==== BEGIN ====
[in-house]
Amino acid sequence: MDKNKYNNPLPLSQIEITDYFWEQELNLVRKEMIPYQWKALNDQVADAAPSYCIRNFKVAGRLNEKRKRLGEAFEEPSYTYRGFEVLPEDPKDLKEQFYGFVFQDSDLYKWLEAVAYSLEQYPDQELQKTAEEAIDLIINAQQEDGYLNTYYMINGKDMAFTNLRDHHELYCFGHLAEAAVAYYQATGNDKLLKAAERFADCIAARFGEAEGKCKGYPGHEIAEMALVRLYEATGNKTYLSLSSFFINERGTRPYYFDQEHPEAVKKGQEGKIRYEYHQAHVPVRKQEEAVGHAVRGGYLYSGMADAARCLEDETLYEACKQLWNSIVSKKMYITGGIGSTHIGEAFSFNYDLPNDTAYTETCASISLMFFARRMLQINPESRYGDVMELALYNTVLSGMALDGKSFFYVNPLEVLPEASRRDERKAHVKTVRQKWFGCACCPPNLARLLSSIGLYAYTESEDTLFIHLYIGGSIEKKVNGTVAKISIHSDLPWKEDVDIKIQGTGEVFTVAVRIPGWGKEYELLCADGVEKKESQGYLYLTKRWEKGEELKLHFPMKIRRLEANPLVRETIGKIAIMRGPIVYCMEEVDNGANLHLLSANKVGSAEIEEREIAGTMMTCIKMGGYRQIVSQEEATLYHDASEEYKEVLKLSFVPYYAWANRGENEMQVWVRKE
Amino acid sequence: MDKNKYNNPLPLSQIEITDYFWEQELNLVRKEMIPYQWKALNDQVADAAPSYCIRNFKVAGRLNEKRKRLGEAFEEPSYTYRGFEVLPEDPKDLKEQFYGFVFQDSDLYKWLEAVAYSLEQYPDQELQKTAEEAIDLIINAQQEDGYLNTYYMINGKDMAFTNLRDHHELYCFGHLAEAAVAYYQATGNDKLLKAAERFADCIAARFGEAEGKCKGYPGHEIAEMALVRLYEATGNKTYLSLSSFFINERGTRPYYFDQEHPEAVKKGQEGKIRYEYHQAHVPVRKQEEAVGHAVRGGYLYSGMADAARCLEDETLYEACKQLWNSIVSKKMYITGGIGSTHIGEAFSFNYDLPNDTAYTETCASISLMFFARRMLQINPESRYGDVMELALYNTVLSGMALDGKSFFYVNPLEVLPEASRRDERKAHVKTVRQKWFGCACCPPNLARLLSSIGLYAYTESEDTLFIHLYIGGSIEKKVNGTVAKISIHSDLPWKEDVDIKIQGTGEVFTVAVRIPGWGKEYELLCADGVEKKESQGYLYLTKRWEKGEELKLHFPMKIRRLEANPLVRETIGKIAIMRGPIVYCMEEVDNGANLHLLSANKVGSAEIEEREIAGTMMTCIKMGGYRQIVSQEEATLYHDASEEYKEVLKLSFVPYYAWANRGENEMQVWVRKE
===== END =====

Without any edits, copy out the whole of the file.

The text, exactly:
[in-house]
Amino acid sequence: MDKNKYNNPLPLSQIEITDYFWEQELNLVRKEMIPYQWKALNDQVADAAPSYCIRNFKVAGRLNEKRKRLGEAFEEPSYTYRGFEVLPEDPKDLKEQFYGFVFQDSDLYKWLEAVAYSLEQYPDQELQKTAEEAIDLIINAQQEDGYLNTYYMINGKDMAFTNLRDHHELYCFGHLAEAAVAYYQATGNDKLLKAAERFADCIAARFGEAEGKCKGYPGHEIAEMALVRLYEATGNKTYLSLSSFFINERGTRPYYFDQEHPEAVKKGQEGKIRYEYHQAHVPVRKQEEAVGHAVRGGYLYSGMADAARCLEDETLYEACKQLWNSIVSKKMYITGGIGSTHIGEAFSFNYDLPNDTAYTETCASISLMFFARRMLQINPESRYGDVMELALYNTVLSGMALDGKSFFYVNPLEVLPEASRRDERKAHVKTVRQKWFGCACCPPNLARLLSSIGLYAYTESEDTLFIHLYIGGSIEKKVNGTVAKISIHSDLPWKEDVDIKIQGTGEVFTVAVRIPGWGKEYELLCADGVEKKESQGYLYLTKRWEKGEELKLHFPMKIRRLEANPLVRETIGKIAIMRGPIVYCMEEVDNGANLHLLSANKVGSAEIEEREIAGTMMTCIKMGGYRQIVSQEEATLYHDASEEYKEVLKLSFVPYYAWANRGENEMQVWVRKE
Amino acid sequence: MDKNKYNNPLPLSQIEITDYFWEQELNLVRKEMIPYQWKALNDQVADAAPSYCIRNFKVAGRLNEKRKRLGEAFEEPSYTYRGFEVLPEDPKDLKEQFYGFVFQDSDLYKWLEAVAYSLEQYPDQELQKTAEEAIDLIINAQQEDGYLNTYYMINGKDMAFTNLRDHHELYCFGHLAEAAVAYYQATGNDKLLKAAERFADCIAARFGEAEGKCKGYPGHEIAEMALVRLYEATGNKTYLSLSSFFINERGTRPYYFDQEHPEAVKKGQEGKIRYEYHQAHVPVRKQEEAVGHAVRGGYLYSGMADAARCLEDETLYEACKQLWNSIVSKKMYITGGIGSTHIGEAFSFNYDLPNDTAYTETCASISLMFFARRMLQINPESRYGDVMELALYNTVLSGMALDGKSFFYVNPLEVLPEASRRDERKAHVKTVRQKWFGCACCPPNLARLLSSIGLYAYTESEDTLFIHLYIGGSIEKKVNGTVAKISIHSDLPWKEDVDIKIQGTGEVFTVAVRIPGWGKEYELLCADGVEKKESQGYLYLTKRWEKGEELKLHFPMKIRRLEANPLVRETIGKIAIMRGPIVYCMEEVDNGANLHLLSANKVGSAEIEEREIAGTMMTCIKMGGYRQIVSQEEATLYHDASEEYKEVLKLSFVPYYAWANRGENEMQVWVRKE